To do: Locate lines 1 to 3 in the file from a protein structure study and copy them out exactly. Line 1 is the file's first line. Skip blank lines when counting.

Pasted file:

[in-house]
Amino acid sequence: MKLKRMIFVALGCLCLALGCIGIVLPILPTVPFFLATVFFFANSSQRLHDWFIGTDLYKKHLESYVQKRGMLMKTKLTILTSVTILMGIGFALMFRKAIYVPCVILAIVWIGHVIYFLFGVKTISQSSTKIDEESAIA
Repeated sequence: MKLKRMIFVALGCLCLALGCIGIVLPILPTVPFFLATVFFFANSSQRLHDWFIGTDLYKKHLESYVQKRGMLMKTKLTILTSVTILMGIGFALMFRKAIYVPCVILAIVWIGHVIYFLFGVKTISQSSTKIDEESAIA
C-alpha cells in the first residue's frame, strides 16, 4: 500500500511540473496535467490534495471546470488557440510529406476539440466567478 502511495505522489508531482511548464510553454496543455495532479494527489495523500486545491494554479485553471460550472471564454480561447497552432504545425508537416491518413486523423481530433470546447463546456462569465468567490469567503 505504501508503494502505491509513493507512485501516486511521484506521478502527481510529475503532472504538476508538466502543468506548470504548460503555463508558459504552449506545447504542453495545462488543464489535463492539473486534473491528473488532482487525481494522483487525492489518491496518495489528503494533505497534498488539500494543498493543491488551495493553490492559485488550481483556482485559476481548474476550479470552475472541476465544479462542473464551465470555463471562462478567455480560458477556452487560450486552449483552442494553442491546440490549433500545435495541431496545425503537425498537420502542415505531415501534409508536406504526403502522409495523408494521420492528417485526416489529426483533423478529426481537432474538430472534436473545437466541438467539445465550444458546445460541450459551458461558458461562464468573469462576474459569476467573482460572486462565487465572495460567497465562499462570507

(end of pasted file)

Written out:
[in-house]
Amino acid sequence: MKLKRMIFVALGCLCLALGCIGIVLPILPTVPFFLATVFFFANSSQRLHDWFIGTDLYKKHLESYVQKRGMLMKTKLTILTSVTILMGIGFALMFRKAIYVPCVILAIVWIGHVIYFLFGVKTISQSSTKIDEESAIA
Repeated sequence: MKLKRMIFVALGCLCLALGCIGIVLPILPTVPFFLATVFFFANSSQRLHDWFIGTDLYKKHLESYVQKRGMLMKTKLTILTSVTILMGIGFALMFRKAIYVPCVILAIVWIGHVIYFLFGVKTISQSSTKIDEESAIA